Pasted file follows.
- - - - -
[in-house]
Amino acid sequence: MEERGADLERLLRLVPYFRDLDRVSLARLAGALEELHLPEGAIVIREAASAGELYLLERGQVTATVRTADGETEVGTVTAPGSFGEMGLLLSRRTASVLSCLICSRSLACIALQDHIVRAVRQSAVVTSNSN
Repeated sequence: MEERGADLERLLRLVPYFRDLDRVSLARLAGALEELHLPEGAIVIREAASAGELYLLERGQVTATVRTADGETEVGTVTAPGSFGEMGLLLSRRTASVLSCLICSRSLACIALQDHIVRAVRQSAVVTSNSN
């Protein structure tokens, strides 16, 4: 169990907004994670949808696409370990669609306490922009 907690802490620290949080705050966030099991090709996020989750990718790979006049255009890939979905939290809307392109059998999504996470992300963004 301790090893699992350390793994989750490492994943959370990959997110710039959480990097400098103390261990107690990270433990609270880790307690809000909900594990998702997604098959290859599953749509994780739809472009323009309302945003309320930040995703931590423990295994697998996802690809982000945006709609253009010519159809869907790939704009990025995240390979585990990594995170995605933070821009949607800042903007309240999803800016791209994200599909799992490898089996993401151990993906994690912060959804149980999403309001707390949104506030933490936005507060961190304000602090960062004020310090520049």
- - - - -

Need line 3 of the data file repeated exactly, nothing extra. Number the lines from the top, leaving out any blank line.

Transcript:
Repeated sequence: MEERGADLERLLRLVPYFRDLDRVSLARLAGALEELHLPEGAIVIREAASAGELYLLERGQVTATVRTADGETEVGTVTAPGSFGEMGLLLSRRTASVLSCLICSRSLACIALQDHIVRAVRQSAVVTSNSN